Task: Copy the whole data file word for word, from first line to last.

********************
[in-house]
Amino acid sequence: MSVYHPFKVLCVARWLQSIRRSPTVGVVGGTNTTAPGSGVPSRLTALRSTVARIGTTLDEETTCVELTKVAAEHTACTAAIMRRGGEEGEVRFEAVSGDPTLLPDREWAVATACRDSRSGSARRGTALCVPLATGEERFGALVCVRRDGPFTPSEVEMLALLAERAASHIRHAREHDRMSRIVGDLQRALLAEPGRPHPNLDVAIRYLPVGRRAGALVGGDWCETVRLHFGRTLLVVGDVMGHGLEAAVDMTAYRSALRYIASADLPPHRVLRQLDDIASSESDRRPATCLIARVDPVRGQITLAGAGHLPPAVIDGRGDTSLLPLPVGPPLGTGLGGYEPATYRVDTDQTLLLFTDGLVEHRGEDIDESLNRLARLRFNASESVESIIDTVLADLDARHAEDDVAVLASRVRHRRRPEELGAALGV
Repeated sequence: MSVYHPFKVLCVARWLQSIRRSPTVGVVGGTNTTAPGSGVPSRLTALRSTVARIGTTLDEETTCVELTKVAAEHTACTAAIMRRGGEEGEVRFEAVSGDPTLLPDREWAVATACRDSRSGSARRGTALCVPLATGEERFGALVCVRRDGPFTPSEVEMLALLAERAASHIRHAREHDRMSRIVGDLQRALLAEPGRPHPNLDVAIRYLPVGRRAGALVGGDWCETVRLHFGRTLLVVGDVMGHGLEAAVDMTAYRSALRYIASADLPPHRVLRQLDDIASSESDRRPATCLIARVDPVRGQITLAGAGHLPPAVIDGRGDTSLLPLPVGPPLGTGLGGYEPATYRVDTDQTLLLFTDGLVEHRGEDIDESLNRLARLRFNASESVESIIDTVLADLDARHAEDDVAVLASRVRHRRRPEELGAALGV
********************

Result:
[in-house]
Amino acid sequence: MSVYHPFKVLCVARWLQSIRRSPTVGVVGGTNTTAPGSGVPSRLTALRSTVARIGTTLDEETTCVELTKVAAEHTACTAAIMRRGGEEGEVRFEAVSGDPTLLPDREWAVATACRDSRSGSARRGTALCVPLATGEERFGALVCVRRDGPFTPSEVEMLALLAERAASHIRHAREHDRMSRIVGDLQRALLAEPGRPHPNLDVAIRYLPVGRRAGALVGGDWCETVRLHFGRTLLVVGDVMGHGLEAAVDMTAYRSALRYIASADLPPHRVLRQLDDIASSESDRRPATCLIARVDPVRGQITLAGAGHLPPAVIDGRGDTSLLPLPVGPPLGTGLGGYEPATYRVDTDQTLLLFTDGLVEHRGEDIDESLNRLARLRFNASESVESIIDTVLADLDARHAEDDVAVLASRVRHRRRPEELGAALGV
Repeated sequence: MSVYHPFKVLCVARWLQSIRRSPTVGVVGGTNTTAPGSGVPSRLTALRSTVARIGTTLDEETTCVELTKVAAEHTACTAAIMRRGGEEGEVRFEAVSGDPTLLPDREWAVATACRDSRSGSARRGTALCVPLATGEERFGALVCVRRDGPFTPSEVEMLALLAERAASHIRHAREHDRMSRIVGDLQRALLAEPGRPHPNLDVAIRYLPVGRRAGALVGGDWCETVRLHFGRTLLVVGDVMGHGLEAAVDMTAYRSALRYIASADLPPHRVLRQLDDIASSESDRRPATCLIARVDPVRGQITLAGAGHLPPAVIDGRGDTSLLPLPVGPPLGTGLGGYEPATYRVDTDQTLLLFTDGLVEHRGEDIDESLNRLARLRFNASESVESIIDTVLADLDARHAEDDVAVLASRVRHRRRPEELGAALGV